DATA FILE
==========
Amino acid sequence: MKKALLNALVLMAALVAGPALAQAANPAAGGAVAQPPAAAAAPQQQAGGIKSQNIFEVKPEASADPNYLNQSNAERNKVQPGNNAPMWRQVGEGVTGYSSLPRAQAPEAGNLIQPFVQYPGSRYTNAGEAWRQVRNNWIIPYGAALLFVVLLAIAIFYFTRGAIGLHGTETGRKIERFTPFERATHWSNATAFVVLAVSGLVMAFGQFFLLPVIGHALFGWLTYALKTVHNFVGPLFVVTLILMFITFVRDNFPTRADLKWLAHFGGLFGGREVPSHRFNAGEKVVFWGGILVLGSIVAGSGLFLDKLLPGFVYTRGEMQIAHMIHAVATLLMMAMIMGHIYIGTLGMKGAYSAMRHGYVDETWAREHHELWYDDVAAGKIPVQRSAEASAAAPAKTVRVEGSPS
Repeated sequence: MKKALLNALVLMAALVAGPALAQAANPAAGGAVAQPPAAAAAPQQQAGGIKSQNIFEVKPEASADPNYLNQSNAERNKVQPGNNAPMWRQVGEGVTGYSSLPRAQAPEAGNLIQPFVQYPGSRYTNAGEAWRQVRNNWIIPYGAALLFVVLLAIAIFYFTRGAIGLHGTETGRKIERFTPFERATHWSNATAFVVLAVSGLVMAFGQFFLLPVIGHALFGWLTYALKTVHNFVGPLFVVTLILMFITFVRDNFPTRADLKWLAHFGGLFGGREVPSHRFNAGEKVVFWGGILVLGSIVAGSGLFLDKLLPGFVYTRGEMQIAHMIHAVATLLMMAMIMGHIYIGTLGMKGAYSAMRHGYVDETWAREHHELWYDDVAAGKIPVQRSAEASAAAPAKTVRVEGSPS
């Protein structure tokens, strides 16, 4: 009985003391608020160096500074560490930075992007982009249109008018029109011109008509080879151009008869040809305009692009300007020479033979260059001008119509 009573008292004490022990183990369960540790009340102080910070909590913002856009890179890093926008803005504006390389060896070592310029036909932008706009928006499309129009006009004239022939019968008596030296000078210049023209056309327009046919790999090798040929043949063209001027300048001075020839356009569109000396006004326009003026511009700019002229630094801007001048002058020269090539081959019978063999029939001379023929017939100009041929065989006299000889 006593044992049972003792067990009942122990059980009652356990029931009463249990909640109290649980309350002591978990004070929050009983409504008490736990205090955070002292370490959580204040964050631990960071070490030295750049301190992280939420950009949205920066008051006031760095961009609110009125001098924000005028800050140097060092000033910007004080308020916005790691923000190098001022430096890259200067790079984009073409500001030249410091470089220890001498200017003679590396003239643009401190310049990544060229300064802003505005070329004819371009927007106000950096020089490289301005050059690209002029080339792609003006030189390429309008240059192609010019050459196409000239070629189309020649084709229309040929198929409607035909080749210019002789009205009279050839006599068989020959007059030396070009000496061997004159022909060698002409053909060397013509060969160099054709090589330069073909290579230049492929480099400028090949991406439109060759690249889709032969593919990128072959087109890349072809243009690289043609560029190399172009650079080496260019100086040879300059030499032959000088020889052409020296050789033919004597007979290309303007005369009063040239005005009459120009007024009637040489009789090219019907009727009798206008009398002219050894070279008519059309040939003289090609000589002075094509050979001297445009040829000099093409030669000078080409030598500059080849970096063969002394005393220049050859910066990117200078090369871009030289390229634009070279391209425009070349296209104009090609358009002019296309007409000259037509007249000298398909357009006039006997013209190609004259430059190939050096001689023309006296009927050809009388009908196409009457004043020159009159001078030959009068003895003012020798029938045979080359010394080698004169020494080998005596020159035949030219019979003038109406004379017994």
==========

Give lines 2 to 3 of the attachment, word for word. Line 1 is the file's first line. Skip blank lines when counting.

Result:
Repeated sequence: MKKALLNALVLMAALVAGPALAQAANPAAGGAVAQPPAAAAAPQQQAGGIKSQNIFEVKPEASADPNYLNQSNAERNKVQPGNNAPMWRQVGEGVTGYSSLPRAQAPEAGNLIQPFVQYPGSRYTNAGEAWRQVRNNWIIPYGAALLFVVLLAIAIFYFTRGAIGLHGTETGRKIERFTPFERATHWSNATAFVVLAVSGLVMAFGQFFLLPVIGHALFGWLTYALKTVHNFVGPLFVVTLILMFITFVRDNFPTRADLKWLAHFGGLFGGREVPSHRFNAGEKVVFWGGILVLGSIVAGSGLFLDKLLPGFVYTRGEMQIAHMIHAVATLLMMAMIMGHIYIGTLGMKGAYSAMRHGYVDETWAREHHELWYDDVAAGKIPVQRSAEASAAAPAKTVRVEGSPS
């Protein structure tokens, strides 16, 4: 009985003391608020160096500074560490930075992007982009249109008018029109011109008509080879151009008869040809305009692009300007020479033979260059001008119509 009573008292004490022990183990369960540790009340102080910070909590913002856009890179890093926008803005504006390389060896070592310029036909932008706009928006499309129009006009004239022939019968008596030296000078210049023209056309327009046919790999090798040929043949063209001027300048001075020839356009569109000396006004326009003026511009700019002229630094801007001048002058020269090539081959019978063999029939001379023929017939100009041929065989006299000889 006593044992049972003792067990009942122990059980009652356990029931009463249990909640109290649980309350002591978990004070929050009983409504008490736990205090955070002292370490959580204040964050631990960071070490030295750049301190992280939420950009949205920066008051006031760095961009609110009125001098924000005028800050140097060092000033910007004080308020916005790691923000190098001022430096890259200067790079984009073409500001030249410091470089220890001498200017003679590396003239643009401190310049990544060229300064802003505005070329004819371009927007106000950096020089490289301005050059690209002029080339792609003006030189390429309008240059192609010019050459196409000239070629189309020649084709229309040929198929409607035909080749210019002789009205009279050839006599068989020959007059030396070009000496061997004159022909060698002409053909060397013509060969160099054709090589330069073909290579230049492929480099400028090949991406439109060759690249889709032969593919990128072959087109890349072809243009690289043609560029190399172009650079080496260019100086040879300059030499032959000088020889052409020296050789033919004597007979290309303007005369009063040239005005009459120009007024009637040489009789090219019907009727009798206008009398002219050894070279008519059309040939003289090609000589002075094509050979001297445009040829000099093409030669000078080409030598500059080849970096063969002394005393220049050859910066990117200078090369871009030289390229634009070279391209425009070349296209104009090609358009002019296309007409000259037509007249000298398909357009006039006997013209190609004259430059190939050096001689023309006296009927050809009388009908196409009457004043020159009159001078030959009068003895003012020798029938045979080359010394080698004169020494080998005596020159035949030219019979003038109406004379017994």